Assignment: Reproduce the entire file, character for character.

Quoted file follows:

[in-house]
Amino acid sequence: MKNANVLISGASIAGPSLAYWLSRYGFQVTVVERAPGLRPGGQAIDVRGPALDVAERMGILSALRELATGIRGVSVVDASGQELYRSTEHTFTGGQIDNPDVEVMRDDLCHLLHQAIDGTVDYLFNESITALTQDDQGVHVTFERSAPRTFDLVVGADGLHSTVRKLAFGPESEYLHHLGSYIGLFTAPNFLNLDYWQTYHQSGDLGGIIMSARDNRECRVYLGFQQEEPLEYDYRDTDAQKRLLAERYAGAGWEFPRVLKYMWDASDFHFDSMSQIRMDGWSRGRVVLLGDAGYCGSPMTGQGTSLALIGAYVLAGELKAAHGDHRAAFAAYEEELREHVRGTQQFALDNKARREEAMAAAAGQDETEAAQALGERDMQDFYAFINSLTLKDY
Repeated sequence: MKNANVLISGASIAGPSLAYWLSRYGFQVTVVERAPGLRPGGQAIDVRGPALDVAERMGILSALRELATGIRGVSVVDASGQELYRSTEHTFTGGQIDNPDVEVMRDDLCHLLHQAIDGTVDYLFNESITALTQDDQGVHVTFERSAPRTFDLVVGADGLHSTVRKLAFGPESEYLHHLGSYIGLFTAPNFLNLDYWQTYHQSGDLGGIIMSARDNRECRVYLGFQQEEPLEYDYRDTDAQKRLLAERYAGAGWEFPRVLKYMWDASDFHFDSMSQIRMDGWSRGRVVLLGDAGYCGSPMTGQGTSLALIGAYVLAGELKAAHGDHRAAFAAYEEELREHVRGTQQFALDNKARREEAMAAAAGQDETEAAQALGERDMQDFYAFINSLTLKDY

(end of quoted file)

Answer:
[in-house]
Amino acid sequence: MKNANVLISGASIAGPSLAYWLSRYGFQVTVVERAPGLRPGGQAIDVRGPALDVAERMGILSALRELATGIRGVSVVDASGQELYRSTEHTFTGGQIDNPDVEVMRDDLCHLLHQAIDGTVDYLFNESITALTQDDQGVHVTFERSAPRTFDLVVGADGLHSTVRKLAFGPESEYLHHLGSYIGLFTAPNFLNLDYWQTYHQSGDLGGIIMSARDNRECRVYLGFQQEEPLEYDYRDTDAQKRLLAERYAGAGWEFPRVLKYMWDASDFHFDSMSQIRMDGWSRGRVVLLGDAGYCGSPMTGQGTSLALIGAYVLAGELKAAHGDHRAAFAAYEEELREHVRGTQQFALDNKARREEAMAAAAGQDETEAAQALGERDMQDFYAFINSLTLKDY
Repeated sequence: MKNANVLISGASIAGPSLAYWLSRYGFQVTVVERAPGLRPGGQAIDVRGPALDVAERMGILSALRELATGIRGVSVVDASGQELYRSTEHTFTGGQIDNPDVEVMRDDLCHLLHQAIDGTVDYLFNESITALTQDDQGVHVTFERSAPRTFDLVVGADGLHSTVRKLAFGPESEYLHHLGSYIGLFTAPNFLNLDYWQTYHQSGDLGGIIMSARDNRECRVYLGFQQEEPLEYDYRDTDAQKRLLAERYAGAGWEFPRVLKYMWDASDFHFDSMSQIRMDGWSRGRVVLLGDAGYCGSPMTGQGTSLALIGAYVLAGELKAAHGDHRAAFAAYEEELREHVRGTQQFALDNKARREEAMAAAAGQDETEAAQALGERDMQDFYAFINSLTLKDY